Centralized immunogens as a vaccine strategy to overcome HIV-1 diversity

Published

Journal Article (Review)

Genetic variation of HIV-1 represents a major obstacle for AIDS vaccine development. With the amino acid sequence divergence as high as 30% in envelopes between different subtypes among HIV-1 group M viruses, it is unlikely that cross-subtype protection will occur equally well among all subtypes. Computer programs have been used to generate 'centralized' HIV gene sequences: consensus, ancestor or center of the free. These sequences can decrease the genetic distances between the 'centralized' and wild-type gene immunogens to half of those between any wild-type immuongens to each other, Recent studies demonstrated that an artificial group M consensus env gene is equidistant from any subtype and recombinants. It is biologically functional and preserves antigenicity similar to contemporary Env proteins. Most importantly, the group M consensus Env immunogen can elicit both T- and B-cell responses to wild-type HIV-1 isolates.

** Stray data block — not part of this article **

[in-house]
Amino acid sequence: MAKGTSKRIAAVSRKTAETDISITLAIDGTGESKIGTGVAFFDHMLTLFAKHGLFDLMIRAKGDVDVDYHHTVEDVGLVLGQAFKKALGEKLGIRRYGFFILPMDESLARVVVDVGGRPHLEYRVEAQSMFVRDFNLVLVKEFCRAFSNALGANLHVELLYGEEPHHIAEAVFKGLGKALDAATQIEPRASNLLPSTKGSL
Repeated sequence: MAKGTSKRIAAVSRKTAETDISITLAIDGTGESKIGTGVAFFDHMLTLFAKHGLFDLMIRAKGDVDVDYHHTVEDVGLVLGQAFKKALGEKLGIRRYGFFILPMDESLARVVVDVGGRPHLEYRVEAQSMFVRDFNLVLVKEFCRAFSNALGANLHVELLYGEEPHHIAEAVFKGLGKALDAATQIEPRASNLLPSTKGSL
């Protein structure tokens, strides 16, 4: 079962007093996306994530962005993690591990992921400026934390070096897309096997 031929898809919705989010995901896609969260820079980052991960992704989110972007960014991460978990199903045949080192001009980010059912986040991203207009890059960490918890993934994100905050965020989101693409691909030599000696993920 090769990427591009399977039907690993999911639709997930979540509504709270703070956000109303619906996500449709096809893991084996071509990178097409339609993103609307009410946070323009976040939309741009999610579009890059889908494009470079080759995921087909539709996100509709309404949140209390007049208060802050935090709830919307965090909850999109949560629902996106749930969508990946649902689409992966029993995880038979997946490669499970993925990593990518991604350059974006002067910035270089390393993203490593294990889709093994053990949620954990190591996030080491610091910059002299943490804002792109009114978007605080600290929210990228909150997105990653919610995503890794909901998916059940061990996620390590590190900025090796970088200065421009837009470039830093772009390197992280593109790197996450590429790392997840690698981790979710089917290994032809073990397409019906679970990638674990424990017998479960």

Full Text

Duke Authors

Cited Authors

  • Gao, F; Korber, BT; Weaver, EA; Liao, HX; Hahn, BH; Haynes, BF

Published Date

  • August 1, 2004

Published In

Volume / Issue

  • 3 / 4 SUPPL.

International Standard Serial Number (ISSN)

  • 1476-0584

Digital Object Identifier (DOI)

  • 10.1586/14760584.3.4.S161

Citation Source

  • Scopus